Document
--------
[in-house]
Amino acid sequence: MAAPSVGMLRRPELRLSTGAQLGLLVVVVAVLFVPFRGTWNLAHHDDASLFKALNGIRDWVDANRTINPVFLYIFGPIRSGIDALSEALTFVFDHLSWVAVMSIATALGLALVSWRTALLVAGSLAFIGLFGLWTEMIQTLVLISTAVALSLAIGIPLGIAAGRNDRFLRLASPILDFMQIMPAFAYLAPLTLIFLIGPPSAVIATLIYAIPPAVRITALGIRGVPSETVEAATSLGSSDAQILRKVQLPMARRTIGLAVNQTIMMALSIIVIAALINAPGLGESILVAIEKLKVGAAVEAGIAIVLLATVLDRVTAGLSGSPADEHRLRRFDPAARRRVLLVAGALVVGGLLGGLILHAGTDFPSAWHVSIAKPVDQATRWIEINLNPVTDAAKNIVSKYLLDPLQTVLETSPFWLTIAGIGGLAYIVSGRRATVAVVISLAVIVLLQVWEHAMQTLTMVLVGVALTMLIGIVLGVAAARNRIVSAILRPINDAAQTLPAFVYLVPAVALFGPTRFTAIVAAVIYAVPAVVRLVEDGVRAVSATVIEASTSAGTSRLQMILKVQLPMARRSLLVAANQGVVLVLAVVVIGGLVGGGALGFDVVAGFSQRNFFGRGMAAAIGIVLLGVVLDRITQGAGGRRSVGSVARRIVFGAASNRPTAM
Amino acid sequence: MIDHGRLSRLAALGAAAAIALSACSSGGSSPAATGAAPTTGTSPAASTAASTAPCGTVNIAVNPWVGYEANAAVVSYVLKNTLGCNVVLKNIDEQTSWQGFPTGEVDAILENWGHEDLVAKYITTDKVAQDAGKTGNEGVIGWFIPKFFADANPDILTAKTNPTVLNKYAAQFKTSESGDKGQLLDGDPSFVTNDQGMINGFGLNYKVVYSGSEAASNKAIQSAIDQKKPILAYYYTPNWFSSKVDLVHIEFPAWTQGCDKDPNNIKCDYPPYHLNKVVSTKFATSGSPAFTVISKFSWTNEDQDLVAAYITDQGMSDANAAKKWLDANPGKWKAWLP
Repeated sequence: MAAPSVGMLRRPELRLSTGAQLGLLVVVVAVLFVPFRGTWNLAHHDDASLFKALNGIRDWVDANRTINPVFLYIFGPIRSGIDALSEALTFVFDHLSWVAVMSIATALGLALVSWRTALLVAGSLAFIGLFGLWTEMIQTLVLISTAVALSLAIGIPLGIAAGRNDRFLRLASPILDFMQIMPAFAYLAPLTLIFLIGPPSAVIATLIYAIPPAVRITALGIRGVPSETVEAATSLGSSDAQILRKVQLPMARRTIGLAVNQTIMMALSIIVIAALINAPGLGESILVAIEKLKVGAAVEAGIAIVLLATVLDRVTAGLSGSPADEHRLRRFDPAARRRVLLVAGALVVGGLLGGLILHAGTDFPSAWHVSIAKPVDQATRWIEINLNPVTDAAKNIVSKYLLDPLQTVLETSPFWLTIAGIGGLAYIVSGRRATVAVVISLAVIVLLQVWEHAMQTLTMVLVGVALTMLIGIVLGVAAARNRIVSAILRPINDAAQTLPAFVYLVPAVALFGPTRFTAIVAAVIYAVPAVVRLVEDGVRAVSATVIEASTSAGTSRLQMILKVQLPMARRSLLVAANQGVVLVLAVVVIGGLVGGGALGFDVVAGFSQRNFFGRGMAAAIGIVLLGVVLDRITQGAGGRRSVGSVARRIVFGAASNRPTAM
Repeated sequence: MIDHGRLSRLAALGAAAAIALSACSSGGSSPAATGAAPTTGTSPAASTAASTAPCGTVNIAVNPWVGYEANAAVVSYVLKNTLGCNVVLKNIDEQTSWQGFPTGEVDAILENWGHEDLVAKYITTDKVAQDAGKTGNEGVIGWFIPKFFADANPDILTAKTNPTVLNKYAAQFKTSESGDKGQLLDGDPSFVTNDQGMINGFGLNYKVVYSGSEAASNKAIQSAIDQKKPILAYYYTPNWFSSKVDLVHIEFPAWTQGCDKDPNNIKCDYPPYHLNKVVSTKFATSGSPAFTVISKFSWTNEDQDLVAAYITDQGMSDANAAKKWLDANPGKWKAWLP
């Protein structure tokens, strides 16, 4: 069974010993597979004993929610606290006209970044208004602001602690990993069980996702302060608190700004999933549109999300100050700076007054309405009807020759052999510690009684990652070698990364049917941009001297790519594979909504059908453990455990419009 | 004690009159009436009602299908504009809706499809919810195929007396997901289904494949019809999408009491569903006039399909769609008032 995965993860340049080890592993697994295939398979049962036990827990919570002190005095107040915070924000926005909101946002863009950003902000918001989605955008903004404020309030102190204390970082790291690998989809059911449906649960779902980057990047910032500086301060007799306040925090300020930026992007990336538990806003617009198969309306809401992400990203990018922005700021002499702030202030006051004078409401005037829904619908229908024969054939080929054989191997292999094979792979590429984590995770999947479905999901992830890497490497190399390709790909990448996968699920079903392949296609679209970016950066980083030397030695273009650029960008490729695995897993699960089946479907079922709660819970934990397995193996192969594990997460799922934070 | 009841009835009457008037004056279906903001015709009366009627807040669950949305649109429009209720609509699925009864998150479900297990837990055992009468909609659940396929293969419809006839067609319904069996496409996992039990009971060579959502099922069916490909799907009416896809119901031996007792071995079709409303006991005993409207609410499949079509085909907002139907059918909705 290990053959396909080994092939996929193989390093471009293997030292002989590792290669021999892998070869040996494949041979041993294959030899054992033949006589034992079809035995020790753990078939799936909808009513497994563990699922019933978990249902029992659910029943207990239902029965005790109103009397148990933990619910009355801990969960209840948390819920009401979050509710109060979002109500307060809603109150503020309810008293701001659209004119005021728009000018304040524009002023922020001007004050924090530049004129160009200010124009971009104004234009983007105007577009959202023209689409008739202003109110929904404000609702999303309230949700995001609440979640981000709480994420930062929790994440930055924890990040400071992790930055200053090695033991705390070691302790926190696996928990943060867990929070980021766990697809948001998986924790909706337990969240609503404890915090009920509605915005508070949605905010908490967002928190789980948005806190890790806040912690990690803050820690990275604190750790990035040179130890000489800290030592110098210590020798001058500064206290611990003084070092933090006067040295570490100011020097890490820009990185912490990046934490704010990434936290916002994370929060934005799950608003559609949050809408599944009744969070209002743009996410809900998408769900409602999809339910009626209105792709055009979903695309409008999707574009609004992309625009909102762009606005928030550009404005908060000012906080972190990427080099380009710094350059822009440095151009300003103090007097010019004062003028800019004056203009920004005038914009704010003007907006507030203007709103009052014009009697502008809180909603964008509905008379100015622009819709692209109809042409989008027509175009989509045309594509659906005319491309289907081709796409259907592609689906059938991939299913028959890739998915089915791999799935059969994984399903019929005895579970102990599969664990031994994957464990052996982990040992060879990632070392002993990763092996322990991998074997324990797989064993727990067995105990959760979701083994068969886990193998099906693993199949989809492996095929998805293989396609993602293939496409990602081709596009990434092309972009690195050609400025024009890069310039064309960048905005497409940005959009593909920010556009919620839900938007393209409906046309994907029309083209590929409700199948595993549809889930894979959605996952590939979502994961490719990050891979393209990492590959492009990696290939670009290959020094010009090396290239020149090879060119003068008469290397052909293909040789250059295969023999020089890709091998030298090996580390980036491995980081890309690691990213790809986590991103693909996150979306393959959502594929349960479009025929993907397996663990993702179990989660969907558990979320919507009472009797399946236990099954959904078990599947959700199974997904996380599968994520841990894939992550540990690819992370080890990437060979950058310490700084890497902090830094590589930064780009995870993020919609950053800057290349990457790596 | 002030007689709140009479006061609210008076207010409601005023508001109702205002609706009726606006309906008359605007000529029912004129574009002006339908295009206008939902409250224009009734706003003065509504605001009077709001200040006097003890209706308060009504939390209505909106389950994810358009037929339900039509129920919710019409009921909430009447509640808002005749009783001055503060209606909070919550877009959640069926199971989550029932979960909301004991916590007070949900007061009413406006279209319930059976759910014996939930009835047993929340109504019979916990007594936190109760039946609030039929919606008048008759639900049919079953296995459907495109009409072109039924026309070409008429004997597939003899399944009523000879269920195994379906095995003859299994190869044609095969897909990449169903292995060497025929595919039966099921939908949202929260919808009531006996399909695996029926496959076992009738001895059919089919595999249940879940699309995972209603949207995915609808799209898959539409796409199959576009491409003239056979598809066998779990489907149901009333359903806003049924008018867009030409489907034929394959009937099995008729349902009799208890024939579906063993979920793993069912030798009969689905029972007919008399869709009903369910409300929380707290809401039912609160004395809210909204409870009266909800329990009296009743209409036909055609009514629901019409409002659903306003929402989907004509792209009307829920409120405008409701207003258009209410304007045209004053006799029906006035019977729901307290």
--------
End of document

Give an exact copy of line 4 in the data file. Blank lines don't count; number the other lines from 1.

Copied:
Repeated sequence: MAAPSVGMLRRPELRLSTGAQLGLLVVVVAVLFVPFRGTWNLAHHDDASLFKALNGIRDWVDANRTINPVFLYIFGPIRSGIDALSEALTFVFDHLSWVAVMSIATALGLALVSWRTALLVAGSLAFIGLFGLWTEMIQTLVLISTAVALSLAIGIPLGIAAGRNDRFLRLASPILDFMQIMPAFAYLAPLTLIFLIGPPSAVIATLIYAIPPAVRITALGIRGVPSETVEAATSLGSSDAQILRKVQLPMARRTIGLAVNQTIMMALSIIVIAALINAPGLGESILVAIEKLKVGAAVEAGIAIVLLATVLDRVTAGLSGSPADEHRLRRFDPAARRRVLLVAGALVVGGLLGGLILHAGTDFPSAWHVSIAKPVDQATRWIEINLNPVTDAAKNIVSKYLLDPLQTVLETSPFWLTIAGIGGLAYIVSGRRATVAVVISLAVIVLLQVWEHAMQTLTMVLVGVALTMLIGIVLGVAAARNRIVSAILRPINDAAQTLPAFVYLVPAVALFGPTRFTAIVAAVIYAVPAVVRLVEDGVRAVSATVIEASTSAGTSRLQMILKVQLPMARRSLLVAANQGVVLVLAVVVIGGLVGGGALGFDVVAGFSQRNFFGRGMAAAIGIVLLGVVLDRITQGAGGRRSVGSVARRIVFGAASNRPTAM